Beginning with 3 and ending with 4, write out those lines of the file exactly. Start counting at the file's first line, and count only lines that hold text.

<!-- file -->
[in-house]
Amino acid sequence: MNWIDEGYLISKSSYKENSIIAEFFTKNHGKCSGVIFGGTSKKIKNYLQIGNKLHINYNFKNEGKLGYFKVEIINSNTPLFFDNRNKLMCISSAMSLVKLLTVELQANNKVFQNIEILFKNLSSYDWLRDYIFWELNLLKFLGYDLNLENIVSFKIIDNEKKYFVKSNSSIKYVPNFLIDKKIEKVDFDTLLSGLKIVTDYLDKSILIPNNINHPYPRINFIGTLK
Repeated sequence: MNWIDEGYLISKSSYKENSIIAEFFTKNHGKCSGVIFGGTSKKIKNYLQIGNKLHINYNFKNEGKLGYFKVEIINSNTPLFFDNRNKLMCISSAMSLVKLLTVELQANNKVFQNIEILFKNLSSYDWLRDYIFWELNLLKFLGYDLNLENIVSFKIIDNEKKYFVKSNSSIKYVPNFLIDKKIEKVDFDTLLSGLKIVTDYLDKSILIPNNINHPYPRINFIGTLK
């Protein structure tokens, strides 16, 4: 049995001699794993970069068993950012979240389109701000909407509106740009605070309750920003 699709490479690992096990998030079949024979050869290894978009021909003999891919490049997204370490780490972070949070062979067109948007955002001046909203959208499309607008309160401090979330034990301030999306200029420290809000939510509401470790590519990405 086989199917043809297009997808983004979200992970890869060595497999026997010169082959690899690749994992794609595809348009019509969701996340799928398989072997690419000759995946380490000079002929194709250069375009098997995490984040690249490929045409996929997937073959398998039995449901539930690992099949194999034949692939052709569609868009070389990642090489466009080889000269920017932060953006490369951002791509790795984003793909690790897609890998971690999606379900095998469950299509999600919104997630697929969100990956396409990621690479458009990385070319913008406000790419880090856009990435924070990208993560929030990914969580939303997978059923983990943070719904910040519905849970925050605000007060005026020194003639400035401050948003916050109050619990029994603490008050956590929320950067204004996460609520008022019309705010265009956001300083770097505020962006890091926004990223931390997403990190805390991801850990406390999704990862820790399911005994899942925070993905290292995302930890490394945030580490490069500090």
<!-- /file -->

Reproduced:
Repeated sequence: MNWIDEGYLISKSSYKENSIIAEFFTKNHGKCSGVIFGGTSKKIKNYLQIGNKLHINYNFKNEGKLGYFKVEIINSNTPLFFDNRNKLMCISSAMSLVKLLTVELQANNKVFQNIEILFKNLSSYDWLRDYIFWELNLLKFLGYDLNLENIVSFKIIDNEKKYFVKSNSSIKYVPNFLIDKKIEKVDFDTLLSGLKIVTDYLDKSILIPNNINHPYPRINFIGTLK
């Protein structure tokens, strides 16, 4: 049995001699794993970069068993950012979240389109701000909407509106740009605070309750920003 699709490479690992096990998030079949024979050869290894978009021909003999891919490049997204370490780490972070949070062979067109948007955002001046909203959208499309607008309160401090979330034990301030999306200029420290809000939510509401470790590519990405 086989199917043809297009997808983004979200992970890869060595497999026997010169082959690899690749994992794609595809348009019509969701996340799928398989072997690419000759995946380490000079002929194709250069375009098997995490984040690249490929045409996929997937073959398998039995449901539930690992099949194999034949692939052709569609868009070389990642090489466009080889000269920017932060953006490369951002791509790795984003793909690790897609890998971690999606379900095998469950299509999600919104997630697929969100990956396409990621690479458009990385070319913008406000790419880090856009990435924070990208993560929030990914969580939303997978059923983990943070719904910040519905849970925050605000007060005026020194003639400035401050948003916050109050619990029994603490008050956590929320950067204004996460609520008022019309705010265009956001300083770097505020962006890091926004990223931390997403990190805390991801850990406390999704990862820790399911005994899942925070993905290292995302930890490394945030580490490069500090």